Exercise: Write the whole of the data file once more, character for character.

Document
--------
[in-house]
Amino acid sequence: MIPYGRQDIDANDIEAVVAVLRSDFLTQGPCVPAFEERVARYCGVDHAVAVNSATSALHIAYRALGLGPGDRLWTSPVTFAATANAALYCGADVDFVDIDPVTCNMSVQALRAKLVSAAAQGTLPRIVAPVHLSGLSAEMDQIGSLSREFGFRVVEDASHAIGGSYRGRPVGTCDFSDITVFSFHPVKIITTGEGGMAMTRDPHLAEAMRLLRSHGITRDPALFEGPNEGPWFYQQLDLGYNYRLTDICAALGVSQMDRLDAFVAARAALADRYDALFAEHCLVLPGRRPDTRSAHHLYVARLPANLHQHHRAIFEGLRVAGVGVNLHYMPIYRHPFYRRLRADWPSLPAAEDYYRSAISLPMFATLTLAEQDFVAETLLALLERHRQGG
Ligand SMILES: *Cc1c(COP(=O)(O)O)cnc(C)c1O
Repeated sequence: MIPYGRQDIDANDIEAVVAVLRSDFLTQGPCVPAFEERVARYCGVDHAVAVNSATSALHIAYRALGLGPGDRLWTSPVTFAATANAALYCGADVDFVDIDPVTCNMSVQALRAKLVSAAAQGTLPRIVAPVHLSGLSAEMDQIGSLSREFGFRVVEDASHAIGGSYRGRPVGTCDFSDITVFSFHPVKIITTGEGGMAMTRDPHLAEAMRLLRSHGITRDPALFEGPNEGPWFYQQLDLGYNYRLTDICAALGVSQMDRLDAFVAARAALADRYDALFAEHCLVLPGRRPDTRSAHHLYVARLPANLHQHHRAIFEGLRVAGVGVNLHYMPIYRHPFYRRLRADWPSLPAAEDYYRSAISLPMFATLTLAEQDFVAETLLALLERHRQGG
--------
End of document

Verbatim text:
[in-house]
Amino acid sequence: MIPYGRQDIDANDIEAVVAVLRSDFLTQGPCVPAFEERVARYCGVDHAVAVNSATSALHIAYRALGLGPGDRLWTSPVTFAATANAALYCGADVDFVDIDPVTCNMSVQALRAKLVSAAAQGTLPRIVAPVHLSGLSAEMDQIGSLSREFGFRVVEDASHAIGGSYRGRPVGTCDFSDITVFSFHPVKIITTGEGGMAMTRDPHLAEAMRLLRSHGITRDPALFEGPNEGPWFYQQLDLGYNYRLTDICAALGVSQMDRLDAFVAARAALADRYDALFAEHCLVLPGRRPDTRSAHHLYVARLPANLHQHHRAIFEGLRVAGVGVNLHYMPIYRHPFYRRLRADWPSLPAAEDYYRSAISLPMFATLTLAEQDFVAETLLALLERHRQGG
Ligand SMILES: *Cc1c(COP(=O)(O)O)cnc(C)c1O
Repeated sequence: MIPYGRQDIDANDIEAVVAVLRSDFLTQGPCVPAFEERVARYCGVDHAVAVNSATSALHIAYRALGLGPGDRLWTSPVTFAATANAALYCGADVDFVDIDPVTCNMSVQALRAKLVSAAAQGTLPRIVAPVHLSGLSAEMDQIGSLSREFGFRVVEDASHAIGGSYRGRPVGTCDFSDITVFSFHPVKIITTGEGGMAMTRDPHLAEAMRLLRSHGITRDPALFEGPNEGPWFYQQLDLGYNYRLTDICAALGVSQMDRLDAFVAARAALADRYDALFAEHCLVLPGRRPDTRSAHHLYVARLPANLHQHHRAIFEGLRVAGVGVNLHYMPIYRHPFYRRLRADWPSLPAAEDYYRSAISLPMFATLTLAEQDFVAETLLALLERHRQGG